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Retro Racing: Lone stars visit Texas track in 1971

April 08, 2011, Mark Aumann,

For all the hand-wringing over full fields, more cars finish on the lead lap now than actually started some NASCAR Cup races. Consider the 1971 Space City 300 at Houston's Meyer Speedway, when an announced crowd of 9,000 watched 14 cars take the green flag.

Located in southwest Houston, Meyer Speedway was a paved but bumpy half-mile oval with corners banked at just seven degrees. Houston was a hotbed of racing in the '50s and '60s, with drivers like H.B. Bailey, A.J. Foyt and Billy Wade leading the way.

Bailey was one of the first drivers from Houston to make his mark at NASCAR's highest level. After gaining local prominence at Playland Park Speedway, Bailey made his Cup debut in Atlanta in 1962. He raced a limited schedule for the next 30 years, and his best season came in 1965, when he scored three top-10 finishes.

Foyt won four Indianapolis 500s and reached superstar status in open-wheel cars. Wade went from Meyer Speedway to the 1963 NASCAR rookie of the year award. The following season, Wade won four consecutive races and finished fourth in the standings, but was killed during tire testing at Daytona in early 1965.

The track hosted several USAC sprint car races, including one in 1959 when Foyt edged Parnelli Jones for the victory. But NASCAR hadn't visited until the local promoter enticed Bill France to bring his traveling circus to town for a 300-lap event in the summer of 1971.

There were a number of factors for the low car count. The race was run on a Wednesday evening, only four days after the Cup race at Riverside. And the winner's purse was a little over $2,000. With that in mind, many of the full-time teams that made the cross-country trip either headed directly back to North Carolina or didn't have a short-track car in tow.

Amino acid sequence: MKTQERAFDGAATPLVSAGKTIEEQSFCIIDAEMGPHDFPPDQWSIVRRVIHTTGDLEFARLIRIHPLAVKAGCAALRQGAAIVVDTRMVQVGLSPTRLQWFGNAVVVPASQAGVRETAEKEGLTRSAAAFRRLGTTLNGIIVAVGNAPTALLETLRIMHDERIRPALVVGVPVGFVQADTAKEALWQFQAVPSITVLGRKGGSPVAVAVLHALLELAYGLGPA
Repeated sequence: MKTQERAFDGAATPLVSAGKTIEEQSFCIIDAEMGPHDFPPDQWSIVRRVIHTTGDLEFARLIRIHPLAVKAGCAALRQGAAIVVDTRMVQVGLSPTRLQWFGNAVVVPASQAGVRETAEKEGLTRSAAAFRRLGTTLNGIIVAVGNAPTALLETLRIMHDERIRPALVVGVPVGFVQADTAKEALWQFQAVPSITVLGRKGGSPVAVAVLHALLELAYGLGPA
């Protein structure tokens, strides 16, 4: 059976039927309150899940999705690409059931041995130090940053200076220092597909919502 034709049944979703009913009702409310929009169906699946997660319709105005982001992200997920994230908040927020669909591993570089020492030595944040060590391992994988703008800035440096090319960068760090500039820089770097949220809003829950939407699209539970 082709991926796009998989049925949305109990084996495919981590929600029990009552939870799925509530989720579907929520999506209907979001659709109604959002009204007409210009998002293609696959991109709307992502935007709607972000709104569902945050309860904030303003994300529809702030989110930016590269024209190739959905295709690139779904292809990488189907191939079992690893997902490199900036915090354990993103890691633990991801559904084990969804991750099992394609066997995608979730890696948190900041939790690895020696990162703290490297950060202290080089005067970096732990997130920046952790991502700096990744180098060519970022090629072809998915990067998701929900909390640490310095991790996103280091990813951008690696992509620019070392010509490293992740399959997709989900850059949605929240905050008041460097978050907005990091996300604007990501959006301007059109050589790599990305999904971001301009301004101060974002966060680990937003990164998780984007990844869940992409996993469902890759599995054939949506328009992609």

Two of the exceptions were Bobby Allison and Richard Petty, and not surprisingly those two sat on the front row, with Allison turning a lap of 78.226 mph to win the pole. Allison was the hottest driver on the circuit, having won four consecutive races in his No. 12 Dodge. But it was Petty who jumped out to the early lead.

He and Allison swapped the lead over the first 40 laps before Petty's No. 43 Plymouth slowed with an electrical problem. The team finally narrowed the problem to the distributor, and after making repairs, returned to the race with Petty several laps down.

By that point, Allison had lapped the entire field, and only relinquished the lead to James Hylton during a mid-race pit stop. He led the last 143 laps and eventually beat Hylton by more than two laps in a race that featured no caution flags. Houston native Walter Ballard, who went on to win rookie of the year honors that season, finished third, eight laps behind.

The race featured three other Meyer Speedway regulars. While Fred Hill and Pete Arnold made what would be their only Cup starts, Ronnie Chumley -- who finished 12th -- had previous Cup experience, having run in a pair of Daytona 500s.

It was Bailey who hired Chumley to drive one of his Pontiacs at Daytona in 1964. Chumley finished 13th in the qualifying race, which placed him 27th on the grid for the 500-miler. However, he was sidelined with a blown engine just 21 laps into the race. Chumley returned to the Daytona 500 two years later as Bailey's teammate, but both cars suffered engine issues before the race was 10 laps old.

Chumley returned to Houston, and in addition to the 1971 race at Meyer Speedway, made two starts at Texas World Speedway in College Station, finishing 27th in 1971 and 25th in 1972. He eventually started a wrecker service in Magnolia, and recently handed the business down to his sons.

Chumley's crew chief was Jimmy Starr, whose son David hopes to make his Cup debut at Texas Motor Speedway this weekend.

Other drivers with Meyer Speedway and NASCAR connections include Tony Bettenhausen Jr., who ran a full Cup season in 1974 before turning his attention to Indy cars, and Jerry Schild, who made five Cup starts in 1974, including finishing eighth at Darlington.